King Charles, you know, people have related to less than the Queen and this is an economy in collapse, they're talking about inflation next year of 20 percent. People are really worried about their lives, it's deeply unsettling time and the ones constant in our lives was the Queen. And I think that they're coming here is, you know, almost like a pilgrimage towards the stability that we used to have.
COOPER: Yes, our coverage continues Max, thank you. Kate Williams, thank you so much. We're going to also get an update on a potentially crippling rail strike in the United States back in a moment.
ERIN BURNETT, CNN HOST: you have been watching special coverage of Queen Elizabeth II's final journey to Westminster Hall. I'm Erin Burnett with some other stories that we are following on this day. Right now, union representatives in that high stakes meeting with labor secretary Marty Walsh, the Biden administration is trying to head off what could be a devastating rail strike heading into the holiday season. The White House facing in deadline as tens of thousands of railroad workers are poised to walk off the job later this week. The deadline is midnight on Friday.
And if they don't resolve it before then, the strike could impact up to a third of all U.S. freight bringing it to a grinding halt. As the clock ticks, Amtrak has preemptively suspended additional long range routes because they use those freight lines. Other rail lines are not accepting shipments of hazardous and other security sensitive materials due to concerns of the strike. You already have all kinds of disruption in the system.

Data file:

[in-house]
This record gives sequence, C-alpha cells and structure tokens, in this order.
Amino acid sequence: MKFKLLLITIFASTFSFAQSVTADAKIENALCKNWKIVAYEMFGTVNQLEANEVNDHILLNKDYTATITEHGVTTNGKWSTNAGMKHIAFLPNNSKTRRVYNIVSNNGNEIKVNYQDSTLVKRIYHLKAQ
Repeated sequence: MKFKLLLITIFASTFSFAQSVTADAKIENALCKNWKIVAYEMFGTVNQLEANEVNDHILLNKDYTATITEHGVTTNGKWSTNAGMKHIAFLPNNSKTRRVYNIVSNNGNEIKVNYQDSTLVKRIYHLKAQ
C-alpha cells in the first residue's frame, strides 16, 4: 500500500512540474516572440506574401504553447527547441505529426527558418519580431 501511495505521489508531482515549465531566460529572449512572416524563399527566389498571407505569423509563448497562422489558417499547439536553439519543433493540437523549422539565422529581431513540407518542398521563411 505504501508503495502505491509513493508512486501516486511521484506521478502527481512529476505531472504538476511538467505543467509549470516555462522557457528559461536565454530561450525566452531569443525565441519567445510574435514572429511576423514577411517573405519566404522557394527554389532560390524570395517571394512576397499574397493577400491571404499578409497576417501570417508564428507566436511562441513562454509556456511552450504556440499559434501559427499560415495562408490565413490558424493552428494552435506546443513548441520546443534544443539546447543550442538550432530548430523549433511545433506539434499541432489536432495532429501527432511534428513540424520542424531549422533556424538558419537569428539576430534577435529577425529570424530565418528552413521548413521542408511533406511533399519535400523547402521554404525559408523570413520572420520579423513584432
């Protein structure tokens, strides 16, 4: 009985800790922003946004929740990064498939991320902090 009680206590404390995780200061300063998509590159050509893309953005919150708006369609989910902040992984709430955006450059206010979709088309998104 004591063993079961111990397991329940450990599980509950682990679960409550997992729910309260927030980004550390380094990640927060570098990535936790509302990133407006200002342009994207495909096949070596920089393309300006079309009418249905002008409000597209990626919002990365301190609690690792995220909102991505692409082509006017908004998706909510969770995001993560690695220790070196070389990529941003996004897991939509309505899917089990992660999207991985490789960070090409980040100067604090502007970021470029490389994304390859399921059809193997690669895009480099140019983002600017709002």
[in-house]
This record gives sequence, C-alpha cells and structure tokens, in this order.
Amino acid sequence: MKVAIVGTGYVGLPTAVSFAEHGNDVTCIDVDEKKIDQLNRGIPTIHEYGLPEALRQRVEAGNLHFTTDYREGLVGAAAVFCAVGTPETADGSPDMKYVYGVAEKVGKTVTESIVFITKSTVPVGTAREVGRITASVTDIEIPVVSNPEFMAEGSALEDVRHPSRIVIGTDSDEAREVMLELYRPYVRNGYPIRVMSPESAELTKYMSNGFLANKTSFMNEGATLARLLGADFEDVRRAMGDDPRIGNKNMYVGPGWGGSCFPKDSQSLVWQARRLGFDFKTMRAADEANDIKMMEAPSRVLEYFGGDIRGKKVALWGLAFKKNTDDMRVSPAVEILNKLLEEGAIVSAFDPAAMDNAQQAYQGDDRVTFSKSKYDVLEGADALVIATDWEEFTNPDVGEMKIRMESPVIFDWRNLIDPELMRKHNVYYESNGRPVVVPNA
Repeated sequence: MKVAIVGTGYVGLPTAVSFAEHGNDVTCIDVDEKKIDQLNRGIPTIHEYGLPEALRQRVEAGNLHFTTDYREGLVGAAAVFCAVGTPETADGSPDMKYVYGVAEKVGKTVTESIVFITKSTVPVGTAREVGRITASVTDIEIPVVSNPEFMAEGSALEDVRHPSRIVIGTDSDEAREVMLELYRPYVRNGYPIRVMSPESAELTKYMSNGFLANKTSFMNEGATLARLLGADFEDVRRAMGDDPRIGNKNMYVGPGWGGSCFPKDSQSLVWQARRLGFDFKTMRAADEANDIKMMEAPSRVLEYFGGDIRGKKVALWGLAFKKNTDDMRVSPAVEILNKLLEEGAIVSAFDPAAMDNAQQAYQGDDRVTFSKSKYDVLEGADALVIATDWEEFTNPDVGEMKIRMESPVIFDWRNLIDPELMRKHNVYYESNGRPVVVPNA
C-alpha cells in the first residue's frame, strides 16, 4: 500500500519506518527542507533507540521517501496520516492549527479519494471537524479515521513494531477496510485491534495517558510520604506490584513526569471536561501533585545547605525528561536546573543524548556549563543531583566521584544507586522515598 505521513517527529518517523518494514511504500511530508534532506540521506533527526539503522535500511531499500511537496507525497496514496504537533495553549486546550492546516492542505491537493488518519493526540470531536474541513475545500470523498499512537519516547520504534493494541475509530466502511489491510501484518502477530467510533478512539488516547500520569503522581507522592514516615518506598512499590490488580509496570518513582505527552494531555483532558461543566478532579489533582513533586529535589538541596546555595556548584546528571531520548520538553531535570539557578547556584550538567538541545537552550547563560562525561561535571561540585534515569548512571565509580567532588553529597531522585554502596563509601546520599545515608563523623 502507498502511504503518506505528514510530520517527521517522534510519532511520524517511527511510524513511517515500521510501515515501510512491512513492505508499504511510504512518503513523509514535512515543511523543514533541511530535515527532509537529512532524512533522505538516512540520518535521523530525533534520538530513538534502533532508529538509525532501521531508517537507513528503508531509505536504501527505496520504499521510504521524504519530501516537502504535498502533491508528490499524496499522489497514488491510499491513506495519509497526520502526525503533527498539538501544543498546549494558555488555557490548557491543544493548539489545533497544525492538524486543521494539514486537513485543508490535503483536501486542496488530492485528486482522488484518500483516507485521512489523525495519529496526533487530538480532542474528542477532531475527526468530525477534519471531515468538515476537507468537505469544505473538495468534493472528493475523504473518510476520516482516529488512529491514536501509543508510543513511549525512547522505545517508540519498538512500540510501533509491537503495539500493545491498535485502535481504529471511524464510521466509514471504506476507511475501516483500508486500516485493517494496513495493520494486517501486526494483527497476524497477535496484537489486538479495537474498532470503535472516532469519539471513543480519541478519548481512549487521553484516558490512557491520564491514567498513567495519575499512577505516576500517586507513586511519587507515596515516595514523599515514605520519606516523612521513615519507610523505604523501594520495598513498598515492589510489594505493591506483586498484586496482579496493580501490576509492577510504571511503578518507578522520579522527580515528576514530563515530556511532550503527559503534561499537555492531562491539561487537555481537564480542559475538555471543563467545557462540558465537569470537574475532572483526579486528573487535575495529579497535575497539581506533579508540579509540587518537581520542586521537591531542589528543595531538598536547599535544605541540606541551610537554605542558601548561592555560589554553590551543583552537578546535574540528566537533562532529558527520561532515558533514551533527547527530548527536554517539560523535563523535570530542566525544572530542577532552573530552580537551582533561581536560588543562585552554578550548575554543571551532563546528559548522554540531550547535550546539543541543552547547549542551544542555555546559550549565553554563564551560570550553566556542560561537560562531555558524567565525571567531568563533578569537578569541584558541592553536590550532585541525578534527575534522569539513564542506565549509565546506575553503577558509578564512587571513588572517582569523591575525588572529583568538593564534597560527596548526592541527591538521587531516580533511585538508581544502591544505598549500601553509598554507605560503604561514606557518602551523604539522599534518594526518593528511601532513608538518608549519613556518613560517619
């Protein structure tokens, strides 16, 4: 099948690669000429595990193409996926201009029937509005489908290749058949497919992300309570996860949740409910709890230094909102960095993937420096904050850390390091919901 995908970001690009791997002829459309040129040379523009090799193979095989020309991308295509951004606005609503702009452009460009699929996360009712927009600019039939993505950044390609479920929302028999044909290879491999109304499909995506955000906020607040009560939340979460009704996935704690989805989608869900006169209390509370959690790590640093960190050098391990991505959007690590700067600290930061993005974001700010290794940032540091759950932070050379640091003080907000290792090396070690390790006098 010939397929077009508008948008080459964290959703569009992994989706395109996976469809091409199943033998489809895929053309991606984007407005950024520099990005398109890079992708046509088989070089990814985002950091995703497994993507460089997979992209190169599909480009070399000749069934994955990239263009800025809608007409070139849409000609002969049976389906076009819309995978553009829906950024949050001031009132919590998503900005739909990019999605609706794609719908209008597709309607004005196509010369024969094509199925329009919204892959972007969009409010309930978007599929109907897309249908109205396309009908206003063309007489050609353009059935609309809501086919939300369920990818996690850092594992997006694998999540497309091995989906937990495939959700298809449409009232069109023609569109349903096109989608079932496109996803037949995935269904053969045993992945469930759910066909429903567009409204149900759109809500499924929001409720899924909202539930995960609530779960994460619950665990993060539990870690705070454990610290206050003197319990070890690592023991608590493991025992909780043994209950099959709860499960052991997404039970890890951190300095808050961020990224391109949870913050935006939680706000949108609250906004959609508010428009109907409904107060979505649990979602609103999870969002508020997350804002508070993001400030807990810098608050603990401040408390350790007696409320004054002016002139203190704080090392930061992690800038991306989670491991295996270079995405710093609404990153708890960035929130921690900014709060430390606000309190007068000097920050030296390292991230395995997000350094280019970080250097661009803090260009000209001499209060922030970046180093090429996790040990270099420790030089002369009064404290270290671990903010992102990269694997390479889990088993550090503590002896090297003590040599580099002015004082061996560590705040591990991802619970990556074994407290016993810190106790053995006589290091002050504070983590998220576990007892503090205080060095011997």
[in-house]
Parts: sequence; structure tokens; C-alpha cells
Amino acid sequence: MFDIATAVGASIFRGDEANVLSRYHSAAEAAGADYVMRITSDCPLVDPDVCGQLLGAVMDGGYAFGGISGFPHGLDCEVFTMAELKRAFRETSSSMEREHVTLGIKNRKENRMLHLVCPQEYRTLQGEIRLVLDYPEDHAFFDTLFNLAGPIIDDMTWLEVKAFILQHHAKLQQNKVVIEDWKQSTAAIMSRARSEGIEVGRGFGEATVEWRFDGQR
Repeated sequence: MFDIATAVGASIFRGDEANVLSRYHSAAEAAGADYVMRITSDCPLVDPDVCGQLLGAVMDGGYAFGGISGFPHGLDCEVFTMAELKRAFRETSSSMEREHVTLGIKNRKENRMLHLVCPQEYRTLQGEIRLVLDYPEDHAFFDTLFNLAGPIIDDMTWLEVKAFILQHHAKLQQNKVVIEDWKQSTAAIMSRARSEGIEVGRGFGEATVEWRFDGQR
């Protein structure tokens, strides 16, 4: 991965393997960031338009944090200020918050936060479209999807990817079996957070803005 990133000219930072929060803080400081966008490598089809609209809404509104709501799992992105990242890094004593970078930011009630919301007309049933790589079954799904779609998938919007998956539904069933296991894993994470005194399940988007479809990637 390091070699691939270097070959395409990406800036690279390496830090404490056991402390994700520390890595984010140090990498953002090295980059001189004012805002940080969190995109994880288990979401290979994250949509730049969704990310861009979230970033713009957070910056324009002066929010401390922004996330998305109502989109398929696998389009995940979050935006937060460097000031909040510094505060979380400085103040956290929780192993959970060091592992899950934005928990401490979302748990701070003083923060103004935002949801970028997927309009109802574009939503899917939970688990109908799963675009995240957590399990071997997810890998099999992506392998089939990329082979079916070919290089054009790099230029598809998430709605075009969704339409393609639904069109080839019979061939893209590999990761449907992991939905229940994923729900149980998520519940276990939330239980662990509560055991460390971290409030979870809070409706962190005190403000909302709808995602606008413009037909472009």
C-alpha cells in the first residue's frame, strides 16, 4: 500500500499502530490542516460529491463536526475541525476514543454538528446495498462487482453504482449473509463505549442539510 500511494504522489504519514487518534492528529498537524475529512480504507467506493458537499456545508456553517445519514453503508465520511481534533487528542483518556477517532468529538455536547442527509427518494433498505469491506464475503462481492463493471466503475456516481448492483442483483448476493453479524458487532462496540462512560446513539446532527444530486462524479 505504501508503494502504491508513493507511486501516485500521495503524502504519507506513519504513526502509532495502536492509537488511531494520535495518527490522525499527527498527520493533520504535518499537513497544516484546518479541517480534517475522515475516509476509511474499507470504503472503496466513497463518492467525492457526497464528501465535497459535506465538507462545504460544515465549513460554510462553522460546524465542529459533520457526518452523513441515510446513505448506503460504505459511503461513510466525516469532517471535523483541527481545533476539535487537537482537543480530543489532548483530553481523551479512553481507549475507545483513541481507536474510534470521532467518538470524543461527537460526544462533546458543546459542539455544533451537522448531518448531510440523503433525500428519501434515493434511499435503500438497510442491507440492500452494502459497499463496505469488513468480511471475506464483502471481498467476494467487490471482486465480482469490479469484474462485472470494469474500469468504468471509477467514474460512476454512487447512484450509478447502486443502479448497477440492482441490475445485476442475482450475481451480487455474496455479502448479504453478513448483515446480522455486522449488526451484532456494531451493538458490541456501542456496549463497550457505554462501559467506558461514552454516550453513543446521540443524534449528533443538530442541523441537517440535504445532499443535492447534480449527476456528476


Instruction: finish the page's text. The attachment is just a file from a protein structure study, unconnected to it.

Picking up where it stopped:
Ukrainian President Volodymyr Zelenskyy, making an unannounced visit to newly liberated Izium just five days after his forces recaptured the strategic city in the eastern Kharkiv region. Zelenskyy took part in a solemn ceremony, raising the Ukrainian flag over the main square there after months of occupation. Speaking to journalists, Zelenskyy said that he is shocked by the utter destruction that he has seen in Izium. He described it as similar to the devastation in the deoccupied suburb of Bucha outside Kyiv, scene of so many horrific war crimes. Zelenskyy is promising all Russian occupied areas will eventually returned to Ukraine.
And Meantime, Boston and Massachusetts officials are now promising an aggressive local, state, and federal investigation after a reported package explosion at Northeastern University, that's in Boston. Investigators now believe that a package employee claimed exploded in a virtual reality lab was actually not sent through the U.S. Postal Service which suggests that whoever placed it there may have actually had access to the building. Now the employee who opened the package suffered minor injuries. And investigators say there are no other threats at this time.
I also want to take a look at the markets after that horrible day yesterday, the Dow right now in positive territory, although it has given up some of those early gains. Yesterday was the worst day of trading since June of 2020. Our business correspondent Alison Kosik is at the New York Stock Exchange. And Alison yesterday was absolutely a rout, absolutely horrific day. How are things so far? I know some of the gains have they've given back already.
ALISON KOSIK, CNN BUSINESS CORRESPONDENT: Erin, great to see you. We are seeing stocks trying to kind of find their footing as they're moving between gains and losses. We are seeing green arrows across the board at the moment. This is after that consumer price index showed prices remain hot at the consumer level. But we got a different report today the August PPI, that's the Producer Price Index. It's kind of reviving hopes that inflation has peaked.